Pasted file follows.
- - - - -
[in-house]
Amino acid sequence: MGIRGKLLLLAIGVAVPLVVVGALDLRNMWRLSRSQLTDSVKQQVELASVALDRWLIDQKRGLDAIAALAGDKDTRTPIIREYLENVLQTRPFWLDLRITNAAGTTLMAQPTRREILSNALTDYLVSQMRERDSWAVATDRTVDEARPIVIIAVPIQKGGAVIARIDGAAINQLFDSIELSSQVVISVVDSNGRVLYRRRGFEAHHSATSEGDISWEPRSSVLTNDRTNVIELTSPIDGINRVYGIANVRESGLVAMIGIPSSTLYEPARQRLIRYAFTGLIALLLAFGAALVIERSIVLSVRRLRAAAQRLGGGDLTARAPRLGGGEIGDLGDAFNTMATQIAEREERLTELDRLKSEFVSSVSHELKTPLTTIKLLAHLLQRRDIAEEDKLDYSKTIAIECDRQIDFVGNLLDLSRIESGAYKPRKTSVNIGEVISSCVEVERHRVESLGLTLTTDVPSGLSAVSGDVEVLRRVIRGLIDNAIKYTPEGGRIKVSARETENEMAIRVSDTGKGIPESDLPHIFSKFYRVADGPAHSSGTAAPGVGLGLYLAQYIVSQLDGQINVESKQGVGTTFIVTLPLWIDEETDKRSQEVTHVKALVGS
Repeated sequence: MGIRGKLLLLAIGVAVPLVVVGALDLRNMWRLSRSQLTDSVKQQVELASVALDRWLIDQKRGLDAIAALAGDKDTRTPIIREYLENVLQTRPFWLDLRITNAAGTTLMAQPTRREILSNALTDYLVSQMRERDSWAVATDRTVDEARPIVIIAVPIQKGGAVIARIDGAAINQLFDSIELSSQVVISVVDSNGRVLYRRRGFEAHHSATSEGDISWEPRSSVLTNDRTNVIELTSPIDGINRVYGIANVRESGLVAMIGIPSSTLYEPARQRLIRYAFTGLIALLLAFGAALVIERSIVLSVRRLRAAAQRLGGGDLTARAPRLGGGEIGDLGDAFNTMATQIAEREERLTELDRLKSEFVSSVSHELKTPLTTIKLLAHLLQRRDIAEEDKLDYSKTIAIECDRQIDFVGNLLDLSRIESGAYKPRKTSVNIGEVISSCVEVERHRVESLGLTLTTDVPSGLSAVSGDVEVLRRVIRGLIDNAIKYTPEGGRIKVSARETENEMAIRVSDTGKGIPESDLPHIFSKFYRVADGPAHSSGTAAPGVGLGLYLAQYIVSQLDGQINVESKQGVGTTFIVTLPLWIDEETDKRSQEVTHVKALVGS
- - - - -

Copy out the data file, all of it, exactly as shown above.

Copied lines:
[in-house]
Amino acid sequence: MGIRGKLLLLAIGVAVPLVVVGALDLRNMWRLSRSQLTDSVKQQVELASVALDRWLIDQKRGLDAIAALAGDKDTRTPIIREYLENVLQTRPFWLDLRITNAAGTTLMAQPTRREILSNALTDYLVSQMRERDSWAVATDRTVDEARPIVIIAVPIQKGGAVIARIDGAAINQLFDSIELSSQVVISVVDSNGRVLYRRRGFEAHHSATSEGDISWEPRSSVLTNDRTNVIELTSPIDGINRVYGIANVRESGLVAMIGIPSSTLYEPARQRLIRYAFTGLIALLLAFGAALVIERSIVLSVRRLRAAAQRLGGGDLTARAPRLGGGEIGDLGDAFNTMATQIAEREERLTELDRLKSEFVSSVSHELKTPLTTIKLLAHLLQRRDIAEEDKLDYSKTIAIECDRQIDFVGNLLDLSRIESGAYKPRKTSVNIGEVISSCVEVERHRVESLGLTLTTDVPSGLSAVSGDVEVLRRVIRGLIDNAIKYTPEGGRIKVSARETENEMAIRVSDTGKGIPESDLPHIFSKFYRVADGPAHSSGTAAPGVGLGLYLAQYIVSQLDGQINVESKQGVGTTFIVTLPLWIDEETDKRSQEVTHVKALVGS
Repeated sequence: MGIRGKLLLLAIGVAVPLVVVGALDLRNMWRLSRSQLTDSVKQQVELASVALDRWLIDQKRGLDAIAALAGDKDTRTPIIREYLENVLQTRPFWLDLRITNAAGTTLMAQPTRREILSNALTDYLVSQMRERDSWAVATDRTVDEARPIVIIAVPIQKGGAVIARIDGAAINQLFDSIELSSQVVISVVDSNGRVLYRRRGFEAHHSATSEGDISWEPRSSVLTNDRTNVIELTSPIDGINRVYGIANVRESGLVAMIGIPSSTLYEPARQRLIRYAFTGLIALLLAFGAALVIERSIVLSVRRLRAAAQRLGGGDLTARAPRLGGGEIGDLGDAFNTMATQIAEREERLTELDRLKSEFVSSVSHELKTPLTTIKLLAHLLQRRDIAEEDKLDYSKTIAIECDRQIDFVGNLLDLSRIESGAYKPRKTSVNIGEVISSCVEVERHRVESLGLTLTTDVPSGLSAVSGDVEVLRRVIRGLIDNAIKYTPEGGRIKVSARETENEMAIRVSDTGKGIPESDLPHIFSKFYRVADGPAHSSGTAAPGVGLGLYLAQYIVSQLDGQINVESKQGVGTTFIVTLPLWIDEETDKRSQEVTHVKALVGS